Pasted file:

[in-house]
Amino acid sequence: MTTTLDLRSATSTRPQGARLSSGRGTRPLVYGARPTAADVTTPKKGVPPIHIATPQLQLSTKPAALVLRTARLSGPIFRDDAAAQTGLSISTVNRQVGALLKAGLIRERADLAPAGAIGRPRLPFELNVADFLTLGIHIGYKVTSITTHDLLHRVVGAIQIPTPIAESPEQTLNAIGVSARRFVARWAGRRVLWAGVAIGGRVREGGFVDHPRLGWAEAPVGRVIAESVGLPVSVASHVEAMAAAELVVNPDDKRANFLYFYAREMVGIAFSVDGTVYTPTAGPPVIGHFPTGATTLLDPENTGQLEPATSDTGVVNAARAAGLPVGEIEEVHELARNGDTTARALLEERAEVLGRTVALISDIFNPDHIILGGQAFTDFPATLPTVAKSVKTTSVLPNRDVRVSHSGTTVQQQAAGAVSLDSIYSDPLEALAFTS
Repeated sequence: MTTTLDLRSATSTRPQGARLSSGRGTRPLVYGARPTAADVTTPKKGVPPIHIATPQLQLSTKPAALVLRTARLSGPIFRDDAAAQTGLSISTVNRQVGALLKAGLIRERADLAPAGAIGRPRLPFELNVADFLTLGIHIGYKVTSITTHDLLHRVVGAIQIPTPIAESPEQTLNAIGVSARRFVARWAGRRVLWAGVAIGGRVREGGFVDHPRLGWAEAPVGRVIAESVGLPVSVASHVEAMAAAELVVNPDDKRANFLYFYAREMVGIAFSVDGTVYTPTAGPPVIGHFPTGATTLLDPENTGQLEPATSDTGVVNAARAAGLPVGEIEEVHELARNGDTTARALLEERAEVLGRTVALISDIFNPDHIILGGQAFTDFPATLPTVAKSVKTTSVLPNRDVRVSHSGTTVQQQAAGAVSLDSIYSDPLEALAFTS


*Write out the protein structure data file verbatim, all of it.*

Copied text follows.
[in-house]
Amino acid sequence: MTTTLDLRSATSTRPQGARLSSGRGTRPLVYGARPTAADVTTPKKGVPPIHIATPQLQLSTKPAALVLRTARLSGPIFRDDAAAQTGLSISTVNRQVGALLKAGLIRERADLAPAGAIGRPRLPFELNVADFLTLGIHIGYKVTSITTHDLLHRVVGAIQIPTPIAESPEQTLNAIGVSARRFVARWAGRRVLWAGVAIGGRVREGGFVDHPRLGWAEAPVGRVIAESVGLPVSVASHVEAMAAAELVVNPDDKRANFLYFYAREMVGIAFSVDGTVYTPTAGPPVIGHFPTGATTLLDPENTGQLEPATSDTGVVNAARAAGLPVGEIEEVHELARNGDTTARALLEERAEVLGRTVALISDIFNPDHIILGGQAFTDFPATLPTVAKSVKTTSVLPNRDVRVSHSGTTVQQQAAGAVSLDSIYSDPLEALAFTS
Repeated sequence: MTTTLDLRSATSTRPQGARLSSGRGTRPLVYGARPTAADVTTPKKGVPPIHIATPQLQLSTKPAALVLRTARLSGPIFRDDAAAQTGLSISTVNRQVGALLKAGLIRERADLAPAGAIGRPRLPFELNVADFLTLGIHIGYKVTSITTHDLLHRVVGAIQIPTPIAESPEQTLNAIGVSARRFVARWAGRRVLWAGVAIGGRVREGGFVDHPRLGWAEAPVGRVIAESVGLPVSVASHVEAMAAAELVVNPDDKRANFLYFYAREMVGIAFSVDGTVYTPTAGPPVIGHFPTGATTLLDPENTGQLEPATSDTGVVNAARAAGLPVGEIEEVHELARNGDTTARALLEERAEVLGRTVALISDIFNPDHIILGGQAFTDFPATLPTVAKSVKTTSVLPNRDVRVSHSGTTVQQQAAGAVSLDSIYSDPLEALAFTS